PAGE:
Chelsea chief executive Ron Gourlay says that the Blues desperately need to fix their stadium situation if they have any hope of keeping up with the big Barclays Premier League clubs.
The side attempted to purchase the freehold to the land from the Chelsea Pitch Owners (CPO) last month, and while they accumulated 62% of shareholders votes letting the sale through, the Blues fell short of the 75% needed to acquire Stamford Bridge.
And while fans still appear undecided on whether Chelsea should move away from their current west London home, Gourlay insists that they have no other choice if they want to compete with the best clubs in the world.
"We have one of smallest stadiums in Europe," Gourlay told the International Football Arena in Zurich.
"We have corporate hospitality that is second to none and 30,000 season-ticket holders. But we have a stadium slightly larger than 40,000 which drops to 38,000 on Champions League nights. We have to find a solution."
Gourlay insisted that Chelsea have tried every avenue to stay at Stamford Bridge, but see no other option than to move to a new home and increase their revenue.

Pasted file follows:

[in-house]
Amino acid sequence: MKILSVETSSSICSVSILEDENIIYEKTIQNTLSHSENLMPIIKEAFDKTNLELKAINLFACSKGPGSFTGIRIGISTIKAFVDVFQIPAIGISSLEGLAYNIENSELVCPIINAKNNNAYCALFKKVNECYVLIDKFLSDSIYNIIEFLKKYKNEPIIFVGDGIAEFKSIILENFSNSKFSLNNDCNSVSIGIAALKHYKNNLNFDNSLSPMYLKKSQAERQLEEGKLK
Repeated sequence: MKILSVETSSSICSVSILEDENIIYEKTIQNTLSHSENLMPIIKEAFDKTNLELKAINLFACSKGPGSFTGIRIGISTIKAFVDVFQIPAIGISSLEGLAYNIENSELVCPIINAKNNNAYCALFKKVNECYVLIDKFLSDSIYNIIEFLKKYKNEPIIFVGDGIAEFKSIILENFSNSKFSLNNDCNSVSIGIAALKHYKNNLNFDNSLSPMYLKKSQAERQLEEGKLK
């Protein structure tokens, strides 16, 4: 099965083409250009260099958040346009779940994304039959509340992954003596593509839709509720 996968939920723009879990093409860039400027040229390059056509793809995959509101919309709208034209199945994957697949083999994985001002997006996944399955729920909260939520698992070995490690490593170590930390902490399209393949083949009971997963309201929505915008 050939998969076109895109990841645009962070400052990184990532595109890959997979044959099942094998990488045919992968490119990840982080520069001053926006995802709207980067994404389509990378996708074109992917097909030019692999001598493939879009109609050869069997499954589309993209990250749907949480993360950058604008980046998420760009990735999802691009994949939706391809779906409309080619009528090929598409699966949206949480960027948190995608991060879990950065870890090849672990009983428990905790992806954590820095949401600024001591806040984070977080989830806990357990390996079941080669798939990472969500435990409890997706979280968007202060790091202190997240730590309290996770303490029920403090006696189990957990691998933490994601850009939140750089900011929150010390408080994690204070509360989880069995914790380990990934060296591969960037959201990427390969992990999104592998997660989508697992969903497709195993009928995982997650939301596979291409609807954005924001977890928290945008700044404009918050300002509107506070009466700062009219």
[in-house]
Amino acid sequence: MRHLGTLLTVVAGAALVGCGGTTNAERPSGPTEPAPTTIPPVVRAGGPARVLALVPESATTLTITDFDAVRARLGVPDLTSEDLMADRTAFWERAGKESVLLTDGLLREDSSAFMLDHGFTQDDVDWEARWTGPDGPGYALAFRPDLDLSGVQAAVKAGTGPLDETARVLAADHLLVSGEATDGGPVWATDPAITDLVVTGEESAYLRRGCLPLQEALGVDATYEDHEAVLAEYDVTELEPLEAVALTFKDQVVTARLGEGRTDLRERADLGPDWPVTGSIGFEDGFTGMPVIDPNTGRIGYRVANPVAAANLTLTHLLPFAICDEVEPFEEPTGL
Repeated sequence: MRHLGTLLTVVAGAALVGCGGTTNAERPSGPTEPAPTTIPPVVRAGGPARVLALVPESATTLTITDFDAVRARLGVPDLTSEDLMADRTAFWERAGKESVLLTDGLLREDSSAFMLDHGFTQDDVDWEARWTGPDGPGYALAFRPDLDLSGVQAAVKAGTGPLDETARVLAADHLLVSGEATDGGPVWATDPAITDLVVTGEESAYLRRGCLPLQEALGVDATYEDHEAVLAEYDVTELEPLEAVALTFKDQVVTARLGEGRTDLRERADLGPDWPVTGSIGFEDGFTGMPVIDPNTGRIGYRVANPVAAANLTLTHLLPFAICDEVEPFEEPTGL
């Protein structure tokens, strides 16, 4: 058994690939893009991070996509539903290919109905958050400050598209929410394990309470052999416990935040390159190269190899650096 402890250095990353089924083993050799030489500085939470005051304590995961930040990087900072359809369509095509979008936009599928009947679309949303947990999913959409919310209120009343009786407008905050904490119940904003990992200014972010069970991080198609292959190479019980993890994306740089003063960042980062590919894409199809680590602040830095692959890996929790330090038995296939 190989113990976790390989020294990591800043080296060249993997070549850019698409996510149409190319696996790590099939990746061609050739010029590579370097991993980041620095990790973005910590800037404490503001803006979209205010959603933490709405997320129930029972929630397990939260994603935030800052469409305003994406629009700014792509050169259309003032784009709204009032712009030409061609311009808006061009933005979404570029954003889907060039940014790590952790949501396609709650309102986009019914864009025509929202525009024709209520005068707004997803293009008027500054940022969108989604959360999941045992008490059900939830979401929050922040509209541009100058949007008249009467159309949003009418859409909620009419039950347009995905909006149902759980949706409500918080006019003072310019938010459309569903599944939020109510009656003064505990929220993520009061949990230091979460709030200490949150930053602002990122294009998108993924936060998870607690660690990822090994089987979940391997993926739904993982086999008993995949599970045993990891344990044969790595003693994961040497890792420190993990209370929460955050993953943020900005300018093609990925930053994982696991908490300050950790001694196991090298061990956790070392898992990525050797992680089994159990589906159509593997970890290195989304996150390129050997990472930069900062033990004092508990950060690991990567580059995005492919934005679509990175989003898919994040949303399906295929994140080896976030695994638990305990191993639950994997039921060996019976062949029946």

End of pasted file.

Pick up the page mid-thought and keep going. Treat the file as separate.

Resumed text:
"We have outgrown our stadium and tried every way possible to extend capacity," he explained.
"We need a 60-65,000 stadium. We have the eighth biggest stadium in England and the 61st biggest in Europe,” he explained.
"But when you look at the activity of stadiums planned for next few years, we will fall out of top 75 which can only be restrictive to the football club. In the meantime, we continue on our conversations to see if there is any way at all to extend Stamford Bridge.”
Gourlay also revealed that a naming rights sponsor will be found for the club’s current ground in order to help bring in more money, as Chelsea aim to comply with FIFA’s financial fair play rules.
"We hope to make an announcement on naming rights for Stamford Bridge within the next six to eight months. It would make a big step because we have to drive up the revenues."
When asked what Chelsea would do after the 'no' vote won on purchasing the freehold from the CPO, he said: "This is a time for reflection, to sit down with the owner and discuss the situation.
"We thought we made a very good proposal to the CPO shareholders. They decided on a 'no' vote. We got 62% but it's time to discuss it with Roman and the board. We have been very transparent in terms of venues."
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